The federal pleading by the plaintiffs notes that the county fails to provide even minimal medical care, doesn’t screen for medical conditions and does not respond in a “timely” manner to requests for medical care, leaving prisoners at serious risk of injury or death.
The lawsuit charged the long-troubled jails with “unconstitutional and illegal treatment” of about 3,800 men and women. The lawsuit followed a breakdown of a several-year negotiation with the County of Sacramento.
Individuals held in the county’s jails have been denied essential cancer treatment, lost their eyesight where treatment could have prevented it, and faced needless pain and irreparable harms due to delayed or denied care, (failing) to adequately screen people with disabilities or provide them necessary accommodations, including wheelchairs, canes, eyeglasses, hearing aids, and other items they need to perform everyday activities, according to the lawsuit.
For example, Sacramento County locks up hundreds of people in solitary confinement, where they spend all but a few hours a month in a cell alone – they usually don’t see sunlight for months.
The lawsuit alleged that County regularly subjects people in its custody to harsh, prolonged, and undue isolation…hundreds locked up every day in solitary confinement in dark, cramped, filthy cells for 23 ½ hours or more per day…deprived of any human contact, programming, fresh air, and sunlight. Many don’t see the sun for weeks or months at a time.
The extreme isolation and deprivation place people at serious risk of profound physical and psychological harm, the lawsuit claimed, noting that at least five people died by suicide in the last two years, and hundreds of others became suicidal during that time.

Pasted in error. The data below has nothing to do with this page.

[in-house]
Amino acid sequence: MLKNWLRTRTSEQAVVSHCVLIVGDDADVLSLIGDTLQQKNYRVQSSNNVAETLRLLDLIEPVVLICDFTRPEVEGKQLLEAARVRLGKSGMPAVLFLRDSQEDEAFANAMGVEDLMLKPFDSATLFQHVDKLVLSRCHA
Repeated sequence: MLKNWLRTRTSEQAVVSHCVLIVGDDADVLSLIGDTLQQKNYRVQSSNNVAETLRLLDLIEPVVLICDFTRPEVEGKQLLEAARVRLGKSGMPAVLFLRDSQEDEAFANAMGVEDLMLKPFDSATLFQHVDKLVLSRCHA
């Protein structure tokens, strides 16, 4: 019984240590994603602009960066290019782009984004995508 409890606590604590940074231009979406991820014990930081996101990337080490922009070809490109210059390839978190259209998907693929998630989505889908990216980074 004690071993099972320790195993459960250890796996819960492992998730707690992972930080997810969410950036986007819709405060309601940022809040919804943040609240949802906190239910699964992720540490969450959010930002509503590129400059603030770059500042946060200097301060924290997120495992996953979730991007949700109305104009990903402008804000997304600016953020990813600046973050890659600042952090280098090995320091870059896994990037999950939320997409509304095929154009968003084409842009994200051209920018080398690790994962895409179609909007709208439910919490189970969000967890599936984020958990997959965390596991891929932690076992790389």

The Consent Decree projects big changes, at least in the physical failures of the jail, including mental health services, staff and other practices. A copy of the proposed Consent Decree is available at https://www.disabilityrightsca.org/cases/mays-v-county-of-sacramento.
“We have spent over four years investigating and litigating over Sacramento County’s persistent failure to meet the basic human needs of people in their jails,” said Ressl-Moyer. “Our clients have done a courageous job in fighting for their constitutional rights.”
“We believe the settlement…will result in dramatic improvements and is in the best interest of our clients. It calls for the County to end the dangerous use of ‘Total Separation’ for people in jail and to significantly reduce the use of solitary confinement. The settlement also requires the county to expand program activities and take additional measures to prevent suicide,” said Jessica Valenzuela Santamaria, a partner at Cooley, in a prepared statement.